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Pituitary Tumors Workup

  • Author: Jorge C Kattah, MD; Chief Editor: Robert A Egan, MD  more...
 
Updated: Oct 26, 2015
 

Laboratory Studies

See the list below:

  • Pituitary mass
    • Visual fields and ophthalmologic evaluation are critical in defining the presence of a chiasmal syndrome.
    • Neuroimaging would be appropriate (see Imaging Studies).
  • Prolactinomas
    • Serum prolactin levels should be measured in any patient with a suspected sellar or suprasellar mass. If elevated, investigate the possibility of pharmacologic and other factors prior to ordering extensive neuroimaging studies.
    • Generally, a single elevated prolactin level may confirm the diagnosis. Minor elevations may be somewhat difficult to interpret, since breast manipulation can elevate the serum level. The first level obtained serves as a baseline and guides the course of dopamine-agonist therapy.
    • Serum prolactin level >200 mcg/L in a patient with a macroadenoma greater than 10 mm in size is diagnostic of a prolactinoma. Levels below that range in a macroadenoma suggest hyperprolactinemia secondary to hypothalamic compression.
  • Growth hormone abnormalities
    • Growth hormone (GH) levels are elevated in acromegaly but can fluctuate significantly.
    • Intravenous (IV) GH levels every 5 minutes for 24 hours may show consistent elevation of GH. This is not a practical diagnostic method, but does indicate that a single GH value is not sufficient to make a diagnosis.
    • Serum insulinlike growth factor 1 (IGF-1) level is the best endocrinologic test for acromegaly. IGF-1 reflects GH concentration in the last 24 hours. Technical factors may limit its usefulness in some laboratories.
    • Oral glucose tolerance test is the definitive test for the diagnosis of acromegaly; a positive result is the failure of GH to decrease to < 1 mcg/L after ingesting 50-100 g of glucose.
      • Thyrotrophin-releasing hormone (TRH), 200 mcg, can be given to increase the test's accuracy. A GH level > 5 mcg/L suggests acromegaly.
      • Failure to decrease the GH concentration to < 2 mcg/L after a glucose load and after TRH stimulation is highly suggestive of acromegaly.
  • Cushing disease and Cushing syndrome
    • Twenty-four hour urine is collected for free cortisol. Usually 2 baseline values are obtained.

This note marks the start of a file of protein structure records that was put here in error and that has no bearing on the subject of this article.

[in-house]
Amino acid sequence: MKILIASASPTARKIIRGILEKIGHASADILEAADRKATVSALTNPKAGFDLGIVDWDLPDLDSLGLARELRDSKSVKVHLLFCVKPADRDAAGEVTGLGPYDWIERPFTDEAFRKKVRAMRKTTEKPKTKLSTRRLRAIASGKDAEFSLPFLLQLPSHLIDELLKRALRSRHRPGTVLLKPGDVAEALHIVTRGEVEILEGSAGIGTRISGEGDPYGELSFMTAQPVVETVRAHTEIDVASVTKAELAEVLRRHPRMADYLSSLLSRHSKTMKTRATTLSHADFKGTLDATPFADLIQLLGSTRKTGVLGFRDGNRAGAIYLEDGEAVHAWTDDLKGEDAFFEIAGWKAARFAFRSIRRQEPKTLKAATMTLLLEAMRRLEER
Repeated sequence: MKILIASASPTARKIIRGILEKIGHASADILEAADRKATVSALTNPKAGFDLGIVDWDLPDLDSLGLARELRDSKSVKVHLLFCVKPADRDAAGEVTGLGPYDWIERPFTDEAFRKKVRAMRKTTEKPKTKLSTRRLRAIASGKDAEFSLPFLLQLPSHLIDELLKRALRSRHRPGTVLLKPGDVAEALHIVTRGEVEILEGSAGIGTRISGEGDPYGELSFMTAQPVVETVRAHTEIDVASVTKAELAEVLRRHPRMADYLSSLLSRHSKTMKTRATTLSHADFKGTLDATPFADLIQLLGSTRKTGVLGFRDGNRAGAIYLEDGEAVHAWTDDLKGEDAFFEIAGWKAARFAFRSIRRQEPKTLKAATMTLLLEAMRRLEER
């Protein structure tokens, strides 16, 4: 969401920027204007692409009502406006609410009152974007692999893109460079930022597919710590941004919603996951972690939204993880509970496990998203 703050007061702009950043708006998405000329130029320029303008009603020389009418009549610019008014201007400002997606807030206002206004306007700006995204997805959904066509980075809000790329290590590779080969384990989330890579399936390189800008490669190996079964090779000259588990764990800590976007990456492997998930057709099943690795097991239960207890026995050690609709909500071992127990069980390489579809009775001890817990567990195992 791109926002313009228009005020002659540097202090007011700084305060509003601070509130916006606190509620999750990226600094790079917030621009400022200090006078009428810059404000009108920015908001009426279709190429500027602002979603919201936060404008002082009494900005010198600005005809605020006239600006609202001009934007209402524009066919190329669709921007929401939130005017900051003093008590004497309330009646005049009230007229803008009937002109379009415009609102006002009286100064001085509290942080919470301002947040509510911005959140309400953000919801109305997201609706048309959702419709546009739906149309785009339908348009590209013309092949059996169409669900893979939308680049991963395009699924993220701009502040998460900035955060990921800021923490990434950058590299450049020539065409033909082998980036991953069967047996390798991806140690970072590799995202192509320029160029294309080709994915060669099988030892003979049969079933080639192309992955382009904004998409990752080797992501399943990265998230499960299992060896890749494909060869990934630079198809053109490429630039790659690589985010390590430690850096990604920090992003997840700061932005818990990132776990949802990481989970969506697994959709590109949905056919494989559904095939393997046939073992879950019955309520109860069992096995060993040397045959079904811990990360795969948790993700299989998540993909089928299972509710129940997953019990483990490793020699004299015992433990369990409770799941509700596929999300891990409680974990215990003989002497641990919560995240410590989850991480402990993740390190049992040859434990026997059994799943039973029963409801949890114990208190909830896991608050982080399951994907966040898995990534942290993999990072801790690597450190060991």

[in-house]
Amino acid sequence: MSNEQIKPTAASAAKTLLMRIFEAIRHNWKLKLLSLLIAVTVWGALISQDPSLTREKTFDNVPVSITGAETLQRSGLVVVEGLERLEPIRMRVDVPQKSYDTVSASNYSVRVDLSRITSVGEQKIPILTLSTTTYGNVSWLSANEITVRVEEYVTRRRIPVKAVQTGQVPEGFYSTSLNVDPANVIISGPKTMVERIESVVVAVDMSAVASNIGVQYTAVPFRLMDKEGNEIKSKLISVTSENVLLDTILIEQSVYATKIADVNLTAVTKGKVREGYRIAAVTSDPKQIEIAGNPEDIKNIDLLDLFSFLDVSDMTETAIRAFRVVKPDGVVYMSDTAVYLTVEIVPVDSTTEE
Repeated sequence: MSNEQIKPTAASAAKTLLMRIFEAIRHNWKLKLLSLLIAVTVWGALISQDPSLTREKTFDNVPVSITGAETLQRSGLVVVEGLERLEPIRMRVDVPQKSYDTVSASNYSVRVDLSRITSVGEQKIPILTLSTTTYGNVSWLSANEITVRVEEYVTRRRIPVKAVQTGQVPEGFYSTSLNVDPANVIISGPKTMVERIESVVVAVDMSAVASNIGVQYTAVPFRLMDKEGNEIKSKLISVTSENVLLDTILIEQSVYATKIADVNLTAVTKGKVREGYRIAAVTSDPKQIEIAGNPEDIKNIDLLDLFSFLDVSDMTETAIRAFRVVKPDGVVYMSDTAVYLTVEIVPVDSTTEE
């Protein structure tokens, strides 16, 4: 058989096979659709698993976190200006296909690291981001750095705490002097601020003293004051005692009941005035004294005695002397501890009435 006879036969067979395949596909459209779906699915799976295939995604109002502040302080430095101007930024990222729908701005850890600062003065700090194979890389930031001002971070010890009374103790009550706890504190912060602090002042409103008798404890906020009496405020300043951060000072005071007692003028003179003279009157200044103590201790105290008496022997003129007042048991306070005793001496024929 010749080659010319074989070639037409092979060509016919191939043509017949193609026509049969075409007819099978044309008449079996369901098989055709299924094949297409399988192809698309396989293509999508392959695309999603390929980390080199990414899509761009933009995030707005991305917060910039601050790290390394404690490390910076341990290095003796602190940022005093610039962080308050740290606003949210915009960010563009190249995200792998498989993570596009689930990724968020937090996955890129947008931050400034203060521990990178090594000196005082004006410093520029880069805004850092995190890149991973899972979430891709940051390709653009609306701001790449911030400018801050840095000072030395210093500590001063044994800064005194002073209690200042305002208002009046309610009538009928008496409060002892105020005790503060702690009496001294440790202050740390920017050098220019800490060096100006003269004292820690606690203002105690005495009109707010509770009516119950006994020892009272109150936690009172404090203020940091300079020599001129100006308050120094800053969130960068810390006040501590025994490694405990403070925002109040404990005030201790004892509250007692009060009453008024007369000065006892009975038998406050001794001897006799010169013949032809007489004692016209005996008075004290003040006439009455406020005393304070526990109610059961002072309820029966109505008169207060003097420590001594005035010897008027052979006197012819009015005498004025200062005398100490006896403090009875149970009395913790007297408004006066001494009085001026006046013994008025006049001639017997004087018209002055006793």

• Dexamethasone suppression test: The physiological basis of this test is a decrease in adrenocorticotropic hormone (ACTH) secretion by the pituitary because of exogenous glucocorticoid administration. One mg of dexamethasone is administered. Serum cortisol level is measured the next morning; it should be < 138 nmol/L (ie, < 5 mcg/dL).
    • Standard low-dose dexamethasone: Two-day baseline serum and urine cortisol levels are determined. The patient is then given 4 doses of 0.5 mg of dexamethasone at 6-hour intervals. Normal suppression is a serum cortisol level of < 138 nmol/L or a urine level of less than 55 nmol/L.
    • If cortisol levels are increased abnormally, corticotrophin-releasing factor (CRF) in a dose of 100 mcg can be given to differentiate between Cushing disease and other causes of hypercortisolism (ie, Cushing syndrome). With pituitary adenomas, cortisol secretion is increased over the baseline.
    • High-dose dexamethasone suppression confirms diagnosis of a pituitary adenoma. It suppresses the pituitary gland even in the presence of an adenoma. If cortisol levels remain unchanged, the cause of increased cortisol is not a pituitary adenoma.
    • Metyrapone test: Metyrapone inhibits synthesis of cortisol. Patients with pituitary tumors remain responsive to low levels of cortisol, prompted by metyrapone administration, with increased secretion of cortisol precursors (ie, 11-deoxycortisol).
    • Serum levels of ACTH: The serum concentration of ACTH is higher than normal (>5.5 pmol/L at 9 am and >2.2 pmol/L at midnight).
    • At times, venous sampling of ACTH from the petrosal sinuses by means of cerebral venography may be valuable when making the diagnosis is difficult.
    • Baseline petrosal sinus levels of CRF distinguish patients with Cushing disease from those with ectopic ACTH secretion.
  • Glycoprotein hormones -Thyroid-stimulating hormone, follicle-stimulating hormone, luteinizing hormone
    • Pituitary adenomas that are associated with thyroid-stimulating hormone (TSH) hypersecretion are uncommon. These patients have increased T3 and T4 levels, hyperthyroidism, and goiter with inappropriately high levels of TSH.
    • Increased follicle-stimulating hormone (FSH) levels may be apparent in the histologic examination of a pituitary adenoma in patients without apparent preoperative endocrine abnormalities and in some patients with hypogonadism.